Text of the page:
Boris Johnson has predicted a “tough” general election after MPs voted by 438 votes to 20 for a 12 December poll.
Welcoming the vote, the prime minister said it was time for the country to “come together to get Brexit done,” adding: “It’ll be a tough election and we are going to do the best we can.”
Writing in the Daily Mirror, Jeremy Corbyn said the election is a “once-in-a-generation chance to transform our country, take on the vested interests holding people back and ensure that no community is left behind”.
Jo Swinson, leader of the Lib Dems, said: “It is our best chance to elect a government to stop Brexit.”
Brexit Party leader Nigel Farage took the opposite view, writing on Twitter that thanks to the forthcoming poll, “Brexit now has a chance to succeed”.
The SNP’s Nicola Sturgeon said: “A win for the SNP will be an unequivocal and irresistible demand for Scotland’s right to choose our own future.”
The bookmakers have the Tories as firm favourites, with Betfair saying putting them at 10/11 to win with Labour at 23/1 and the Lib Dems at 99/1.
However, the media commentary is not as favourable to Johnson and his chances.
The Guardian says Johnson’s approach to the election is “an insult to voters” because he has “tried to manipulate opinion to give the impression that this election is for the benefit of the people, rather than for the benefit of himself and his party”.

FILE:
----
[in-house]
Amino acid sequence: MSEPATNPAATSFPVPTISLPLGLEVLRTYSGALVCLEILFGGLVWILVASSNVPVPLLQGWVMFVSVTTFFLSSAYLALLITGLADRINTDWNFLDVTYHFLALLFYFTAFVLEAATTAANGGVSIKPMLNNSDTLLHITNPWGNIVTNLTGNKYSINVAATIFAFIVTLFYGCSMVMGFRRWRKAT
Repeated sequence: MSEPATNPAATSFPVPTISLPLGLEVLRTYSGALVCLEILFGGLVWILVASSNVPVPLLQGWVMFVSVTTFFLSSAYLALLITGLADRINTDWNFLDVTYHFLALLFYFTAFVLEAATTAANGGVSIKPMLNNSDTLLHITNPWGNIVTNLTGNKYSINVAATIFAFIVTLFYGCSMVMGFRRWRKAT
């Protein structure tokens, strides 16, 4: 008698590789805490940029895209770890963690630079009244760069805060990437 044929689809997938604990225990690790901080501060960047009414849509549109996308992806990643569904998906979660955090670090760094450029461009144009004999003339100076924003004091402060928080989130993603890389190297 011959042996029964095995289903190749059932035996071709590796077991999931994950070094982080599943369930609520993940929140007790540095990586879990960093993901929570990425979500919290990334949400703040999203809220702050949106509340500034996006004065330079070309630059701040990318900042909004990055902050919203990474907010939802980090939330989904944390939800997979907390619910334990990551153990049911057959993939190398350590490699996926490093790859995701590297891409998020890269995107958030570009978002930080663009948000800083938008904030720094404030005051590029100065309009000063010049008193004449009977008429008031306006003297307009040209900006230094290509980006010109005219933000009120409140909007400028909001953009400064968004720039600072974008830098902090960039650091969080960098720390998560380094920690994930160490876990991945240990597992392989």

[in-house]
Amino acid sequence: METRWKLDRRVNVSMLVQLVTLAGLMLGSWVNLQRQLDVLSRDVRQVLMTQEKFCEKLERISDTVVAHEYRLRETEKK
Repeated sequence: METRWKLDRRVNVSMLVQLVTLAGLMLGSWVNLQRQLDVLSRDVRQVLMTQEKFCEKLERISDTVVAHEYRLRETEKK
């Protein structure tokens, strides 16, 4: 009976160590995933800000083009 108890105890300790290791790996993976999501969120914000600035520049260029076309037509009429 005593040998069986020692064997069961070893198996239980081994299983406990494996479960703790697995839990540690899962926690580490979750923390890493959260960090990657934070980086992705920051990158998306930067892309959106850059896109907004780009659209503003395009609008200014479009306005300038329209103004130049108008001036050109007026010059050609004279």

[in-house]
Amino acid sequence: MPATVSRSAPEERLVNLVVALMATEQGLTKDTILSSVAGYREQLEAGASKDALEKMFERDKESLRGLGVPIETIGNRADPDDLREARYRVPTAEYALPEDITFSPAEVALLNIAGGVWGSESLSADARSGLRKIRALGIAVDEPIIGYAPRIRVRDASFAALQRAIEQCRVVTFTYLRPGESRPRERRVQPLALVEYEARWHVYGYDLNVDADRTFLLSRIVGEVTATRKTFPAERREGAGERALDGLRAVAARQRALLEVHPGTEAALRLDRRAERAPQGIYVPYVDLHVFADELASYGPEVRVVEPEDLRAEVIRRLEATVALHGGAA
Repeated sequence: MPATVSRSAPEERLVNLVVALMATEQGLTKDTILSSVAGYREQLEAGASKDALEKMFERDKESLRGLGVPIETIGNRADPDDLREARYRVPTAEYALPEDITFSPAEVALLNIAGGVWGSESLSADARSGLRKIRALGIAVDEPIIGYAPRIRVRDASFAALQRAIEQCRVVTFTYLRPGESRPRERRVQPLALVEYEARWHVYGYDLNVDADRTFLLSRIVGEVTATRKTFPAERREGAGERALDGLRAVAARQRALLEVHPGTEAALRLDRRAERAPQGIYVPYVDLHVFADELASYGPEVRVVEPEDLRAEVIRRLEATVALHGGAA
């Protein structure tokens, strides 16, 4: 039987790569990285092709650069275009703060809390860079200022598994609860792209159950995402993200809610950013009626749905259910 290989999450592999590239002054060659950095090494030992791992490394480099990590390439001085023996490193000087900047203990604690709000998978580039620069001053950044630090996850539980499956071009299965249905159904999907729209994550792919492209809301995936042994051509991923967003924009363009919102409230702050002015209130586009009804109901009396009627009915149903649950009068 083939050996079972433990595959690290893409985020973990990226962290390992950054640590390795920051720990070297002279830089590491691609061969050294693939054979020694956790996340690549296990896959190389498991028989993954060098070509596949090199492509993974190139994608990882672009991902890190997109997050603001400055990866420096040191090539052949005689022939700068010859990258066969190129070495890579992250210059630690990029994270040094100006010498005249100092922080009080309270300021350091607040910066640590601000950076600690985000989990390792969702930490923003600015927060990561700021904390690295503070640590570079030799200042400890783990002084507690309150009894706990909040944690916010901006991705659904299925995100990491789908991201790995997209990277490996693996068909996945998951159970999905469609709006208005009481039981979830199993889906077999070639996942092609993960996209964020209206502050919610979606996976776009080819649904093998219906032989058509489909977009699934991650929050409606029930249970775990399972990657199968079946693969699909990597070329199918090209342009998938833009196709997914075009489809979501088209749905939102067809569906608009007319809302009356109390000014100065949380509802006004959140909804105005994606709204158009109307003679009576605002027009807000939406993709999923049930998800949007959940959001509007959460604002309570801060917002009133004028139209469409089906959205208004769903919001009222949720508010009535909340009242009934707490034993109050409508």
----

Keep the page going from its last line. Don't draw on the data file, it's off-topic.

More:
The Times says the PM’s allies have “privately conceded that he risked a backlash for triggering a winter election without having delivered on his “do or die” promise to take Britain out of the EU tomorrow”.
Sky News recalls what happened the last time a Tory prime minister called a December general election. “Stanley Baldwin won the most seats in 1923 but found himself in a hung parliament and out of power after Ramsey MacDonald formed the first ever Labour government propped up by the Liberals,” writes political editor Beth Rigby.
However, before Labour supporters get too excited at the prospect, the Daily Telegraph says the Brexit Party hopes to “wipe out Labour heartlands as it opens the door to an electoral pact with Tories”.
Across the pond, CNN says that “after lurching his party to the right on the issue of Europe through his expulsion of MPs who refused to support a no-deal split,” Johnson could lose support among moderates and anti-Brexit voters.
Back in Britain, The Sun insists: “our constipated political class will face an election at the mercy of the real bosses: The Voters.”
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